April 14, 2022 By Allie Griffin
The Department of Education will expand the Gifted and Talented program to all school districts, Mayor Eric Adams and Schools Chancellor David Banks announced Thursday.
“Expanding our Gifted and Talented program to all New York City districts is about giving every child, in every zip code, a fair chance and making sure no child is left behind,” Adams said.
The decision is a reversal from the de Blasio administration, which planned to phase out the program in a move that was criticized by several Queens lawmakers. Conversely, Adams’ change of course was applauded by many borough pols.
The expansion will add more than 1,000 G&T seats, bringing the total to 2,500 citywide. It will also bring the program to every school district in the five boroughs.
Council Member Linda Lee, who represents eastern Queens, welcomed the announcement and thanked Adams and Banks for listening to parents’ concerns.
“Since the fall, parents, community leaders, and elected officials have consistently called for G&T to be restored, and today the Mayor and Chancellor demonstrated that they are listening,” she said in a statement.
Lee held a rally in October protesting de Blasio’s planned elimination of the program when she was running for office. Council Member Sandra Ung, who was campaigning for the Flushing council seat at the time, joined her.
Ung issued a statement Thursday in support of the expansion.
“The former mayor’s decision to phase out these programs was never in the best interest of our students, and I want to thank the current mayor for making the common sense decision to reverse course and to stand with parents, educators and our students,” Ung said.
Assembly Member Edward Braunstein also celebrated Adams’ decision.
“I welcome news that the Gifted and Talented Program has been restored and will be expanded to every NYC school district,” Braunstein said in a tweet. “G&T has offered generations of high-achieving NYC students access to a rigorous education and its expansion will provide opportunity to even more families.”
The highly competitive program, which students test into at the kindergarten level, has been criticized by experts for exacerbating segregation in the city’s public schools.
Council Speaker Adrienne Adams said she and fellow council members will work to ensure the expanded program is fair for all.
“All students, regardless of race, income, or the neighborhood they live in, deserve equal opportunity to accelerated academic learning and challenges,” she said in a statement. “The Council looks forward to continuing working with all stakeholders to make sure the new version of Gifted and Talented not only helps more students to succeed, but also reflects the diversity of our city’s students.”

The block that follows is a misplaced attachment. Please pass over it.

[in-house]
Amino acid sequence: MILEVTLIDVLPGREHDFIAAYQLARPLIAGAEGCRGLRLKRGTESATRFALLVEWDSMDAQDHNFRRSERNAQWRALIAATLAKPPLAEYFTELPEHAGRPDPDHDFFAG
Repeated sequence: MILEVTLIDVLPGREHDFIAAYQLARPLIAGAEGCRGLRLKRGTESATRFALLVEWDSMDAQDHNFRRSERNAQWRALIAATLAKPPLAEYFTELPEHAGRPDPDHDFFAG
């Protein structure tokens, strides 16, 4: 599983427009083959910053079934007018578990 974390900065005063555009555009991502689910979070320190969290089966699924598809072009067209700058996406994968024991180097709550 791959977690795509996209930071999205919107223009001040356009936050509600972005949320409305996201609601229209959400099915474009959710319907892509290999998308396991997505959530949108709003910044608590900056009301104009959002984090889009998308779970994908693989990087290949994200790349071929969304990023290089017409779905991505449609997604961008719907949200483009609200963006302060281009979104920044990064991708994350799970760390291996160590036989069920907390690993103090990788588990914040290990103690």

Mayor Adams hopes to prevent inequity in the program by adding a second entry point at the third-grade level. The DOE will add 1,000 new third-grade seats spread throughout every school district. The top 10 percent of second graders — based on their core subject grades— in each public school will be invited to apply.
Lee said that the changes address many of the program’s criticisms.
“By not just expanding the number of seats available citywide, but also expanding programs to every school district in the City, and allowing students to test into the program at later ages, this new program will prove that we can have equity and educational excellence at the same time,” she said.
The DOE is also maintaining the former administration’s decision to eliminate the entry test for kindergarteners. Instead, every current pre-K student will be evaluated for nomination into the Gifted and Talented program by their teacher. Students enrolled in outside programs and those not yet enrolled in school can participate in an interview with DOE staff to evaluate eligibility.
State Sen. John Liu, however, said the removal of the screening tests makes a student’s shot at entry into the program the luck of the draw — though he was grateful for the program’s expansion.
“An expansion is welcome news, although it relies on a lottery and nebulous recommendations that are a cause for concern to many parents and families,” Liu said. “Going forward beyond this school year, the administration must be sure to engage parents and students who have long called for more accelerated learning in order to address these outstanding issues.”
But Banks said the expansion will open access and equity to more young New Yorkers.
“Today we move to end the era of scarcity — the era of making families fight amongst themselves for limited Gifted and Talented seats in far off schools,” Banks said. “Through this expansion, we are providing more opportunities for accelerated learning to more families, while providing an equitable, fair process to identify the students who will excel with accelerated learning.”